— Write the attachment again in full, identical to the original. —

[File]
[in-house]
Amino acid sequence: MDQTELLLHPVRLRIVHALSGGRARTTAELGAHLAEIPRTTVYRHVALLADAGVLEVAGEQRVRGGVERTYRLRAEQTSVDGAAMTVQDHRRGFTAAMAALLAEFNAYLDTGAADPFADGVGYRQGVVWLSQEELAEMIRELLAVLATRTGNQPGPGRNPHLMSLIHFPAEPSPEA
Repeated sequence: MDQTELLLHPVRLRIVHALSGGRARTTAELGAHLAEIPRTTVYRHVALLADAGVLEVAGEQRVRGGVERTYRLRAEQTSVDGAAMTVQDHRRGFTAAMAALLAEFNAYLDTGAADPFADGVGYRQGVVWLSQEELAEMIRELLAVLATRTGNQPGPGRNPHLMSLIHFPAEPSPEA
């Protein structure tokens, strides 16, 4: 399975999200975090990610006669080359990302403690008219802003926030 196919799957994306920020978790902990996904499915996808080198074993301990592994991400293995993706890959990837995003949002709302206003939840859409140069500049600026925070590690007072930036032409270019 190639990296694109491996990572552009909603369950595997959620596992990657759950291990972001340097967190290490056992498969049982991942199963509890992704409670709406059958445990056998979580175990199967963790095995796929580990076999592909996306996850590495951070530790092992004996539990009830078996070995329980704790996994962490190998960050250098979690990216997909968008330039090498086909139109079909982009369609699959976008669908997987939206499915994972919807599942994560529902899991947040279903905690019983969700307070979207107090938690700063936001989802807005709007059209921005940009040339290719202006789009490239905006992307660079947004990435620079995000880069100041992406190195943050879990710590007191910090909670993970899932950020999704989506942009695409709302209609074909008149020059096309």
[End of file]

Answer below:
[in-house]
Amino acid sequence: MDQTELLLHPVRLRIVHALSGGRARTTAELGAHLAEIPRTTVYRHVALLADAGVLEVAGEQRVRGGVERTYRLRAEQTSVDGAAMTVQDHRRGFTAAMAALLAEFNAYLDTGAADPFADGVGYRQGVVWLSQEELAEMIRELLAVLATRTGNQPGPGRNPHLMSLIHFPAEPSPEA
Repeated sequence: MDQTELLLHPVRLRIVHALSGGRARTTAELGAHLAEIPRTTVYRHVALLADAGVLEVAGEQRVRGGVERTYRLRAEQTSVDGAAMTVQDHRRGFTAAMAALLAEFNAYLDTGAADPFADGVGYRQGVVWLSQEELAEMIRELLAVLATRTGNQPGPGRNPHLMSLIHFPAEPSPEA
């Protein structure tokens, strides 16, 4: 399975999200975090990610006669080359990302403690008219802003926030 196919799957994306920020978790902990996904499915996808080198074993301990592994991400293995993706890959990837995003949002709302206003939840859409140069500049600026925070590690007072930036032409270019 190639990296694109491996990572552009909603369950595997959620596992990657759950291990972001340097967190290490056992498969049982991942199963509890992704409670709406059958445990056998979580175990199967963790095995796929580990076999592909996306996850590495951070530790092992004996539990009830078996070995329980704790996994962490190998960050250098979690990216997909968008330039090498086909139109079909982009369609699959976008669908997987939206499915994972919807599942994560529902899991947040279903905690019983969700307070979207107090938690700063936001989802807005709007059209921005940009040339290719202006789009490239905006992307660079947004990435620079995000880069100041992406190195943050879990710590007191910090909670993970899932950020999704989506942009695409709302209609074909008149020059096309």